Blue Origin, the secretive spaceship venture backed by Amazon.com founder Jeff Bezos, has won an experimental permit from the Federal Aviation Administration, opening the way for rocket tests to begin at the company's West Texas test site and spaceport-to-be.
FAA spokesman Hank Price confirmed that the agency's Office of Commercial Space Transportation on Friday issued the permit required for the initial rounds of testing on the 18,600-acre site, currently under construction on Bezos' ranchland about 20 miles (32 kilometers) north of Van Horn, Texas. The permit is good for a year and can be renewed, Price said.
|An FAA environmental report
included this drawing of a vertical-
takeoff rocket, but Blue Origin
says it hasn't yet finalized its
He deferred to Blue Origin for further comment. A spokesman for Blue Origin, Bruce Hicks, confirmed that the permit was issued.
"We appreciate the FAA's diligence in issuing the experimental permit, which allows us to move forward with our plans as outlined in the environmental assessment," Hicks told me.
Experimental permits are part of the regulatory scheme set up by federal spaceflight legislation approved almost two years ago. The permits allow private ventures to conduct testing of new manned spacecraft - including piloted tests - but they don't allow those ventures to take on paying passengers. For commercial flights, licenses must be issued to the spaceship operator as well as the spaceport.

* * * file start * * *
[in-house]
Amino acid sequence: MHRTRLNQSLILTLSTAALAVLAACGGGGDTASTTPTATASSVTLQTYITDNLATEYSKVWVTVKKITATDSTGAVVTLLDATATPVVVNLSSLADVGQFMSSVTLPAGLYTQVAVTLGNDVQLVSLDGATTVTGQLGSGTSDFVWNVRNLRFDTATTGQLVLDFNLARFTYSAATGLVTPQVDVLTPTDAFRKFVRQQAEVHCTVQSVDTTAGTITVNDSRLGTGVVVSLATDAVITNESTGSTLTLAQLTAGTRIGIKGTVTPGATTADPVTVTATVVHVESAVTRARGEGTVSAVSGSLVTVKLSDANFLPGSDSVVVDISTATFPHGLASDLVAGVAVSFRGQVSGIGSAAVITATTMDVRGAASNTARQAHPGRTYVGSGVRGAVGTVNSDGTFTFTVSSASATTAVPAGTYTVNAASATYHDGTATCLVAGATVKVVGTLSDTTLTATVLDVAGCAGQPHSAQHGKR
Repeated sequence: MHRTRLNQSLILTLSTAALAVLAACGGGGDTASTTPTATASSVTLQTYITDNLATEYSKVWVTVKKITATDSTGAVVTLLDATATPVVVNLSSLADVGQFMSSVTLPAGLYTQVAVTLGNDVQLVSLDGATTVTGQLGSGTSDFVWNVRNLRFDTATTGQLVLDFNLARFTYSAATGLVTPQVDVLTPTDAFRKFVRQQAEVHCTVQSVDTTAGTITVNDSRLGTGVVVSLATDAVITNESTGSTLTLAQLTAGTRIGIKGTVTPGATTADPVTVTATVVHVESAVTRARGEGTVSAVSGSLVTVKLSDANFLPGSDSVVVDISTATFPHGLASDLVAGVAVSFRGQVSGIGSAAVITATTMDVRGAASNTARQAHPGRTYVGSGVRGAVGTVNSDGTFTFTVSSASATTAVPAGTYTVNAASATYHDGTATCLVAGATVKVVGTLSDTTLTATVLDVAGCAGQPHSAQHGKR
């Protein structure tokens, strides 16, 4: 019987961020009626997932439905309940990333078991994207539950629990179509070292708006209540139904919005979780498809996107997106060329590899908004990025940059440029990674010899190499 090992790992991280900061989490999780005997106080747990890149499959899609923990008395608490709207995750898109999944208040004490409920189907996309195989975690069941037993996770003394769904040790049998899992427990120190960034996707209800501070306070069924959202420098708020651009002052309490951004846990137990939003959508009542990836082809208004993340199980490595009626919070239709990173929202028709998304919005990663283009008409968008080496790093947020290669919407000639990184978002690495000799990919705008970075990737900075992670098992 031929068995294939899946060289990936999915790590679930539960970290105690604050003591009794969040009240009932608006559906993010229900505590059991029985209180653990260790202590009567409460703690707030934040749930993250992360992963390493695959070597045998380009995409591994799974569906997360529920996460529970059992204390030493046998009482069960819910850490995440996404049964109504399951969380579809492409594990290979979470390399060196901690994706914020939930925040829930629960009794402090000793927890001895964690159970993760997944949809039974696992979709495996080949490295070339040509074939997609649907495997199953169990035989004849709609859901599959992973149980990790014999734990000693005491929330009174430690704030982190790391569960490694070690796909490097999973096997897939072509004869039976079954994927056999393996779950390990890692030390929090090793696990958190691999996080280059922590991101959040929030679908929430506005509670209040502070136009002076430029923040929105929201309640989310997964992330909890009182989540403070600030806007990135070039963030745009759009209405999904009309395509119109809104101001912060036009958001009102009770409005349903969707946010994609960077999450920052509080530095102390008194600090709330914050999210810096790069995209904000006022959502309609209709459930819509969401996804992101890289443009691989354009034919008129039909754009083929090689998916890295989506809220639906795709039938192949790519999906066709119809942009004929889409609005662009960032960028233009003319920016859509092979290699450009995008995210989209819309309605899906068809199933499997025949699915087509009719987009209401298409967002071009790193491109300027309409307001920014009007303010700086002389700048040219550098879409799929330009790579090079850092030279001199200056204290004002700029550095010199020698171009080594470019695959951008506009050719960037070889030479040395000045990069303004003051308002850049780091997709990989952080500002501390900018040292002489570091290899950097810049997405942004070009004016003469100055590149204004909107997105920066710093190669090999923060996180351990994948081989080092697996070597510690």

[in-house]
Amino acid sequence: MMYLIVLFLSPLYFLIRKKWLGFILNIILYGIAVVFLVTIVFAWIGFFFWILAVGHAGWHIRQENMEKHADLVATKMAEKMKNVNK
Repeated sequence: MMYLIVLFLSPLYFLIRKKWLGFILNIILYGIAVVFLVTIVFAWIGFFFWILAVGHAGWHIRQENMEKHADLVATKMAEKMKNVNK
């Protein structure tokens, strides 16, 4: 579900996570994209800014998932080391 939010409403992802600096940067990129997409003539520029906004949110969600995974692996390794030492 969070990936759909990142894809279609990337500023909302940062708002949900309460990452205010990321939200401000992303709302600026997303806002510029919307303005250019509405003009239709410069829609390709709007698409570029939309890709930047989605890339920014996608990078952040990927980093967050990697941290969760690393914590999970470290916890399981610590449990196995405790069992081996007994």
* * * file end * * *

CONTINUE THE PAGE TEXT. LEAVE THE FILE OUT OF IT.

In this case, Blue Origin is building the rocket ships as well as providing the launch pad for the flight tests. The company had to go through the months-long environmental assessment process, as well as assessments of the venture's national security implications and its safety procedures.
With permit in hand, Blue Origin can proceed with plans for unmanned testing at the West Texas site. The company said in its environmental assessment that up to 10 rocket tests could be conducted this year, using a remote-controlled vehicle that would rise no higher than 2,000 feet (610 meters) during flights lasting less than a minute.
Over the next couple of years, the tests would become increasingly ambitious, leading to piloted flights in the 2009-2010 time frame. Blue Origin's environmental assessment calls for suborbital passenger service to begin in 2010, with roughly one flight per week.
Those flights would be conducted in a conical, remote-controlled rocket ship called the New Shepard, which would blast off vertically and rise to an altitude beyond 62 miles (100 kilometers), the internationally accepted boundary of space. At that height, passengers would see a black sky above a curving Earth, and feel a few minutes of weightlessness.
Blue Origin's flight plan provides for two descent options - either a rocket-powered vertical landing, or a separation of the passenger capsule from the propulsion module for a parachute landing.
The launch vehicles would be built at Blue Origin's production facility in Kent, Wash., just south of Seattle, then trucked down to the West Texas site. Sharon Clamp, a staff member at Kent Planning Services, told me that the production facility was still tying up some loose ends in the inspection and permit process. For example, she said the go-ahead had not yet been given for rocket firings at the engine test stand in Kent.
Bezos has said he started up the rocket venture - which is financially separate from Amazon.com - to follow up on a childhood dream of spaceflight. He hasn't been specific about how much he's invested in Blue Origin since its founding in 2000, but records indicate that more than $20 million has been spent on the Kent facility alone.
Blue Origin's potential competitors include Virgin Galactic, Rocketplane Kistler, PlanetSpace and Masten Space Systems, as well as a Russian-American venture involving Space Adventures, Prodea and the Russian Space Agency, among others. All these players have been looking toward the 2008-2010 time frame for the start of passenger service.